When the excitement of the public offering of shares broke those who were tech savvy pondered exactly what was the 'bottom line.'
Facebook is a social network. Millions of people log in to waste time. They post images, express their opinions, play games, and waste time. They produce nothing; unless divorces, lawsuit, arrests and crimes are a product.
Unlike Iphones or microwaves, which are physical products, or hedge funds and investment schemes which exist in the real world with real money, Facebook has no economic base.
Yes, there are millions of people who can somehow be drained of cash in some manner, but the how is rather nebulous.
The ads are ignored, and there is no reason to pay for anything as one didn't join Facebook to take courses, buy products, or gamble.
The tech savvy population might have wanted to buy a share for fun, but certainly wouldn't be investing their life savings.
Those who were stalled on the side of the great Cyber Highway were confused by the hype, and went to buy as many shares as they could, assuming they would 'own' a piece of the Internet.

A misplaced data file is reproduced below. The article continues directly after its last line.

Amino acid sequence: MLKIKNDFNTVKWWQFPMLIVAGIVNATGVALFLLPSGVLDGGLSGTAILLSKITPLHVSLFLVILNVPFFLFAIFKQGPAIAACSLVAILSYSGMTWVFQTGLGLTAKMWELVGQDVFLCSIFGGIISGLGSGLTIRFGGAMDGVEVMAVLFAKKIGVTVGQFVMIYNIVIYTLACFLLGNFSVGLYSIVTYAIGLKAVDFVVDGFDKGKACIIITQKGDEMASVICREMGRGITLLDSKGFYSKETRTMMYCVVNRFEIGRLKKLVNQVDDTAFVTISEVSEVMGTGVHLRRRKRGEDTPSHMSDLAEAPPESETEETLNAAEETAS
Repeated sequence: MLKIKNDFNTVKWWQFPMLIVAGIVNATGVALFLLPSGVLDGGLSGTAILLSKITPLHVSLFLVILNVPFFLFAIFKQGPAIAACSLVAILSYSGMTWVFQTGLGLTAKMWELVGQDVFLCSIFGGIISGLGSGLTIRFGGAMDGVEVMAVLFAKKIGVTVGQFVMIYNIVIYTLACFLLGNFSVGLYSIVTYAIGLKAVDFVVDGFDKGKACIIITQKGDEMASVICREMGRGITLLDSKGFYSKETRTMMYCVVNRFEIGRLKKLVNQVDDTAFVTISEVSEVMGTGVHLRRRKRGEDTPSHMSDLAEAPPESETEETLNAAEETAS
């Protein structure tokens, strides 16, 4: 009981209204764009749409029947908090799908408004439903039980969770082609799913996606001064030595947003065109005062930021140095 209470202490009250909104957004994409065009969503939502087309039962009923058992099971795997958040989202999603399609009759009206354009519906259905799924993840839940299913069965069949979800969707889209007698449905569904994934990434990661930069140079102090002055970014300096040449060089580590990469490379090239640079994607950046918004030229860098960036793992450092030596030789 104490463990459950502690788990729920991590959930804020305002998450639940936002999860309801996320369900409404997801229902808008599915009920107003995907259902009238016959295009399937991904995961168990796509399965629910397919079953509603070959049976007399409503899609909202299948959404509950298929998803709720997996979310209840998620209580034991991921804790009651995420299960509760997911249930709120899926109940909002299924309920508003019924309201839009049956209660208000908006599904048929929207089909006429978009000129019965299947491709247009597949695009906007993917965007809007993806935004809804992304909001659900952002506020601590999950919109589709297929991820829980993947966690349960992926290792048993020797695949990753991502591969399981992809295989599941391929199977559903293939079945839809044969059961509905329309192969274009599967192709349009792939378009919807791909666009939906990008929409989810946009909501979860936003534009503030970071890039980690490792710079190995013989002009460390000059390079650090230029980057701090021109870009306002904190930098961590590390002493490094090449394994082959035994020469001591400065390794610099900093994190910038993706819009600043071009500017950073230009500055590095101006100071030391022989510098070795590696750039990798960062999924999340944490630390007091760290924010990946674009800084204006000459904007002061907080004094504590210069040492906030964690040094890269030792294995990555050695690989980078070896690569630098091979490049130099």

Just as in early days Techies would make the bag by plugging in computers, turning on surge protectors or adjusting the contrast button, as those who called them were clueless, today that same mentality moves onto Wall Street where the infamous dot.com bust has long been forgotten.
Many recall all the dot.coms which sprang up, sucked cash, and disappeared. Of course, those that recall were either the tech savvy who had watched from a distant or the tech stupid who lost their homes.
In 2008 there was another crash which bankrupted who existed to prove the fact that a fool and his money were soon parted.
In 2012, Facebook came on the market with shares offered at $38 each. Thirty Eight Dollars for a share in what?
Those who knew what Facebook was would sooner invest in Texas Hold 'Em. Those who knew nothing except that there was a lot of hype invested all they had only to see the stock dip by 11% and Morgan Stanley, which underwrote the offer, buy up the shares at $38 each to prevent further slippage.
The Tech Fools began to appreciate they had lost their money as surely had they given it to Bernie Madoff. Some hired lawyers.
A week after the launch the lawsuits were filed.
And Facebook continues to slip.